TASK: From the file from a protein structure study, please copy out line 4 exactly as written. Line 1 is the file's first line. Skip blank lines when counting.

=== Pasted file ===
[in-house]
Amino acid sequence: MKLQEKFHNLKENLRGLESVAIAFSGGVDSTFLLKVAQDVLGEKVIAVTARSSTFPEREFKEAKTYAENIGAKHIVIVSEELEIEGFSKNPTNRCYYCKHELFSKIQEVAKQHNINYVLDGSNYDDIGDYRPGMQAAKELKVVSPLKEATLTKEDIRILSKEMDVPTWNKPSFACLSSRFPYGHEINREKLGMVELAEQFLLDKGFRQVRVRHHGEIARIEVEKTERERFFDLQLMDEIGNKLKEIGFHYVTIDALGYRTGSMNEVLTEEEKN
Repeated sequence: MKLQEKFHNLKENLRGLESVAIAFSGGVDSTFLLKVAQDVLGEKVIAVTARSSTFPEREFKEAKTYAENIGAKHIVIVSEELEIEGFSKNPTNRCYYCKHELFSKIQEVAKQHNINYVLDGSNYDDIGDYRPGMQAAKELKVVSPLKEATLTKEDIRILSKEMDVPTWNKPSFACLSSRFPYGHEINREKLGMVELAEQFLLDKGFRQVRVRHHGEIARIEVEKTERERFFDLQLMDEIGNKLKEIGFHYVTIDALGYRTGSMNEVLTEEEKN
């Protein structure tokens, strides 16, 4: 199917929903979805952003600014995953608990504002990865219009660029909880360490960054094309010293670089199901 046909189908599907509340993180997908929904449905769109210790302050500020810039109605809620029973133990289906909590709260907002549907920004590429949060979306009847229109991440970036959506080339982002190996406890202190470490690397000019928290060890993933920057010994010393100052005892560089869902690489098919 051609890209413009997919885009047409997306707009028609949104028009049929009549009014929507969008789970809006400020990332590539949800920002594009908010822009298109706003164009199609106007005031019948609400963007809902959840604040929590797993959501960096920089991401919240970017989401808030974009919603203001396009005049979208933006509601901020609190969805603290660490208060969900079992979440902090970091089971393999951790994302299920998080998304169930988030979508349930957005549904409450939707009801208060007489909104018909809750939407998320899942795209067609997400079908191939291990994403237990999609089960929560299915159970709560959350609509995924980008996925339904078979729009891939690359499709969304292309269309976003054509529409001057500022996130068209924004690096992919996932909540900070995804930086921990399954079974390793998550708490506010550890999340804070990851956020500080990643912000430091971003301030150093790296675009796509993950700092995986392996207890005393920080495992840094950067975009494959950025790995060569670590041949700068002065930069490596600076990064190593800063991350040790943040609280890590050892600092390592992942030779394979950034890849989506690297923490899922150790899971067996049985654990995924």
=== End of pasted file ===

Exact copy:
């Protein structure tokens, strides 16, 4: 199917929903979805952003600014995953608990504002990865219009660029909880360490960054094309010293670089199901 046909189908599907509340993180997908929904449905769109210790302050500020810039109605809620029973133990289906909590709260907002549907920004590429949060979306009847229109991440970036959506080339982002190996406890202190470490690397000019928290060890993933920057010994010393100052005892560089869902690489098919 051609890209413009997919885009047409997306707009028609949104028009049929009549009014929507969008789970809006400020990332590539949800920002594009908010822009298109706003164009199609106007005031019948609400963007809902959840604040929590797993959501960096920089991401919240970017989401808030974009919603203001396009005049979208933006509601901020609190969805603290660490208060969900079992979440902090970091089971393999951790994302299920998080998304169930988030979508349930957005549904409450939707009801208060007489909104018909809750939407998320899942795209067609997400079908191939291990994403237990999609089960929560299915159970709560959350609509995924980008996925339904078979729009891939690359499709969304292309269309976003054509529409001057500022996130068209924004690096992919996932909540900070995804930086921990399954079974390793998550708490506010550890999340804070990851956020500080990643912000430091971003301030150093790296675009796509993950700092995986392996207890005393920080495992840094950067975009494959950025790995060569670590041949700068002065930069490596600076990064190593800063991350040790943040609280890590050892600092390592992942030779394979950034890849989506690297923490899922150790899971067996049985654990995924």